(You can register for upcoming live and streamed classes (AND GET THE NEW 2017 SCHEDULE) taught by the amazingly gifted Foundation for A Course in Miracles teaching staff; who continue to communicate Ken’s teachings with such clarity and grace, here: https://www.facim.org/temecula-schedule.aspx. I really can’t recommend these classes more highly! Rosemarie LoSasso and Jeff Seibert continue to gently encourage us to bring the darkness of all we’ve dreamt up to hurt us (whenever we’re choosing to feel victimized and justified in victimizing others) to the light of the part of every mind that knows only our shared innocence and need to find our way home. Their classes offer us a safe, non-judgmental “space” above the battleground in which to allow the healing of our frightened minds. (And often laugh a lot, too! 🙂 NEW INTERVIEWS with Rosemarie LoSasso and Jeff Seibert coming to my www.foraysinforgiveness.com site in 2017!)

Two NEW Audio Releases




MP3-CDs To Be Discontinued

The Foundation is beginning the process of discontinuing production of audio titles in MP3 CD format. The second grouping of MP3 CD titles, which is available through December 31, 2016 only, can be viewed here. These titles are also available this month at a 40% discount.


New Book Available Early 2017

A Symphony of Love is an edited compilation of selected writings of Dr. Kenneth Wapnick, including autobiographies, poetry, short stories, and articles.

Super Inventory Sale

We are continuing to clear out the warehouse of all printed books as we make the transition to electronic books. After the current supply of books is sold, the books will not be reprinted, and will be available only in digital download format.

You may view all of the books currently on sale here. Please note that some orders may take up to two weeks to ship after the order is received.


MY LATEST BOOK, FORGIVENESS: THE KEY TO HAPPINESS, http://www.amazon.com/Forgiveness-Happiness-Susan-A-Dugan/dp/0983742022, along with my second book in the forgiveness essay collection series, FORGIVENESS OFFERS EVERYTHING I WANThttp://www.amazon.com/Forgiveness-Offers-Everything-I-Want/dp/0983742014/ref=pd_bxgy_14_img_2?ie=UTF8&refRID=07RKZW8SHE2RNC209A2D  are DISCOUNTED on Amazon for the holidays!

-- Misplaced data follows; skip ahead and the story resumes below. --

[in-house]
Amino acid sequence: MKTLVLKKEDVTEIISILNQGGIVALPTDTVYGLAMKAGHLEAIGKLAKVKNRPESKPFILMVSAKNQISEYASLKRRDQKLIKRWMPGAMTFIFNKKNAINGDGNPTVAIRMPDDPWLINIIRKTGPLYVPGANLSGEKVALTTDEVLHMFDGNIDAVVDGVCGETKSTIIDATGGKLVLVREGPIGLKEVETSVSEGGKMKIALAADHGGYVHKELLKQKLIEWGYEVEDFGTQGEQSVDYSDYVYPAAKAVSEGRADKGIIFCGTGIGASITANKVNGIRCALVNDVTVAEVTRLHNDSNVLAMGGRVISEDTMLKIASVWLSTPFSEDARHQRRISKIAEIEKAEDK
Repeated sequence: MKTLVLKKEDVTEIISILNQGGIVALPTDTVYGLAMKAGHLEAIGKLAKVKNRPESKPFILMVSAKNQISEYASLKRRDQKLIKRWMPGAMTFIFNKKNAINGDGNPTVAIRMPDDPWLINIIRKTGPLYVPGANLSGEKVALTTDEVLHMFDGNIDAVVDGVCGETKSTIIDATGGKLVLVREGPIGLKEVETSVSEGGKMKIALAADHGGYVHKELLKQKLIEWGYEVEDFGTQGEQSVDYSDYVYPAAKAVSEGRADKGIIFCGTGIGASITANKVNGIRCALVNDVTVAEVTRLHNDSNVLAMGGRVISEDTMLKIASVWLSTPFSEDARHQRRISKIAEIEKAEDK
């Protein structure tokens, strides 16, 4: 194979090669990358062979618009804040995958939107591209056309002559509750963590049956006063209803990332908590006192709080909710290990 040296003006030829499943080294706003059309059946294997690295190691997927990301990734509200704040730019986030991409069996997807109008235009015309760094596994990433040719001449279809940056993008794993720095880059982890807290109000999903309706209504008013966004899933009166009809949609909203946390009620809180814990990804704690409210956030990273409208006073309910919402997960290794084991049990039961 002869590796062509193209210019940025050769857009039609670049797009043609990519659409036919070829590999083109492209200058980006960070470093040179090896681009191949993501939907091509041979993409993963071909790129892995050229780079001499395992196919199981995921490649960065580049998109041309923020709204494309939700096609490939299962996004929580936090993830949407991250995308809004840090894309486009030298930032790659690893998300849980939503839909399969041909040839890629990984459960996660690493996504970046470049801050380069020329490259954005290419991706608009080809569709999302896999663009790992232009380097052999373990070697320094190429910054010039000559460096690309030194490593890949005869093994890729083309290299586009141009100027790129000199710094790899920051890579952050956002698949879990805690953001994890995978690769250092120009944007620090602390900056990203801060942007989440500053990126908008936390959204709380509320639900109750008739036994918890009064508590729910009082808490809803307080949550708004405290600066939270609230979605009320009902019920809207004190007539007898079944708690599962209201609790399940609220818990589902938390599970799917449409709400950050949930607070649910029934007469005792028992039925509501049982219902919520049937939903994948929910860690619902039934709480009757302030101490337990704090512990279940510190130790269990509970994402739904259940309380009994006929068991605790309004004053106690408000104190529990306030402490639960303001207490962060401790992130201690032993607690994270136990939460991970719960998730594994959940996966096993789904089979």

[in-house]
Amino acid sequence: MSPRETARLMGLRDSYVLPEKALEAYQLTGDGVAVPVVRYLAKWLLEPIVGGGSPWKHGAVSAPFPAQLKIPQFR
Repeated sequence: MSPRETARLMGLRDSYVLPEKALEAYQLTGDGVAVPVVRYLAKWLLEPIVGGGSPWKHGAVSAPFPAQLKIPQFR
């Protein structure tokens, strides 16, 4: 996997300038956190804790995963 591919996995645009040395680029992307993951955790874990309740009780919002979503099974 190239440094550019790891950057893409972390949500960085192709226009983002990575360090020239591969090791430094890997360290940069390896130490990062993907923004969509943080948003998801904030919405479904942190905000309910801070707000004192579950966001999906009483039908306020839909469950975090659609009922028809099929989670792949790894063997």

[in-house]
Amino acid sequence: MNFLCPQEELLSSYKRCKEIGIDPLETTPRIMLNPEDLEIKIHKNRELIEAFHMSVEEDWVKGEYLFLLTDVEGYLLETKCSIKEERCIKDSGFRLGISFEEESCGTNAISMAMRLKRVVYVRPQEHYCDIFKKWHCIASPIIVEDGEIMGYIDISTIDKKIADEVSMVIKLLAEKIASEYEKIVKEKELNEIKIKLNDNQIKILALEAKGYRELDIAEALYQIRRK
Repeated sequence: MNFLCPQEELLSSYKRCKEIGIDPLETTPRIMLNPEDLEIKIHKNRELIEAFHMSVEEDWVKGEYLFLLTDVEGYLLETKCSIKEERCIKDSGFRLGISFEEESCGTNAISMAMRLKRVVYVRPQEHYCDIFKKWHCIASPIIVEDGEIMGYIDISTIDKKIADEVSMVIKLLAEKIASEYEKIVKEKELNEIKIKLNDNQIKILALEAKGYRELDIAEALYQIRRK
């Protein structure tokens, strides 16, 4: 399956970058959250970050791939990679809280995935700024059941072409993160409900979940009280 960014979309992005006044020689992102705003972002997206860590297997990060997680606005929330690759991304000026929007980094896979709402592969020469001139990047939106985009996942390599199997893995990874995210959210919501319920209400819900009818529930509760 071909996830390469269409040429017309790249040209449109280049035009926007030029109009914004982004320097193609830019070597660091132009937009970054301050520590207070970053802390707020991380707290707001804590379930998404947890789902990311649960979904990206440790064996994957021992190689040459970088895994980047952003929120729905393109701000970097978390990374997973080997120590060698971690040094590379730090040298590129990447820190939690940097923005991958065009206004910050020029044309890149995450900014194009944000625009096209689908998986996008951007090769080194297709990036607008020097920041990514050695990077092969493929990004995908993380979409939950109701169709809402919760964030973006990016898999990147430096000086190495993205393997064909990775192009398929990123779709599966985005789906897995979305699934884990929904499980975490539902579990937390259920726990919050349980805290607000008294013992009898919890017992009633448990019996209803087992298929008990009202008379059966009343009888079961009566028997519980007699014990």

Schedule individual MENTORING sessions with Susan Dugan here: https://www.foraysinforgiveness.com/personal-coaching  Although A Course in Miracles is clearly a self-study program and the one relationship we are truly cultivating is with our eternally sane and loving right mind, mentoring can help remind Course students having trouble applying its unique forgiveness in the classroom of their lives that the problem and the solution never lie in the difficult relationship, situation, behavior, health issue, etc., but in the decision-making mind. In every circumstance, without exception, we can choose to experience inner peace and kindness toward all, unaffected by the seemingly random strife of a world designed to prove otherwise. By choosing to look at our lives as a classroom in which we bring all our painful illusions to the inner teacher of forgiveness who knows only our shared innocence beyond all its deceptive disguises, we learn to identify and transcend the ego’s resistance, hold others and even ourselves harmless, and gently allow our split mind to heal. 

Susan’s mentoring sessions provide valuable support in our forgiveness practice from a Course student and teacher deeply committed to awakening through learning and living true forgiveness. While keenly aware of our resistance to Jesus’ loving message from first-hand experience, she remains faithful to opening her heart to the Course’s universal answer for all frightened hearts and to sharing her ongoing learning and growing trust with kindred faithful, but sometimes frightened and confused, fellow students.

Sessions are conducted via traditional phone or Skype (your choice). Please contact me to find out if mentoring is right for you before submitting a payment. (No one is ever turned away for lack of ability to pay!)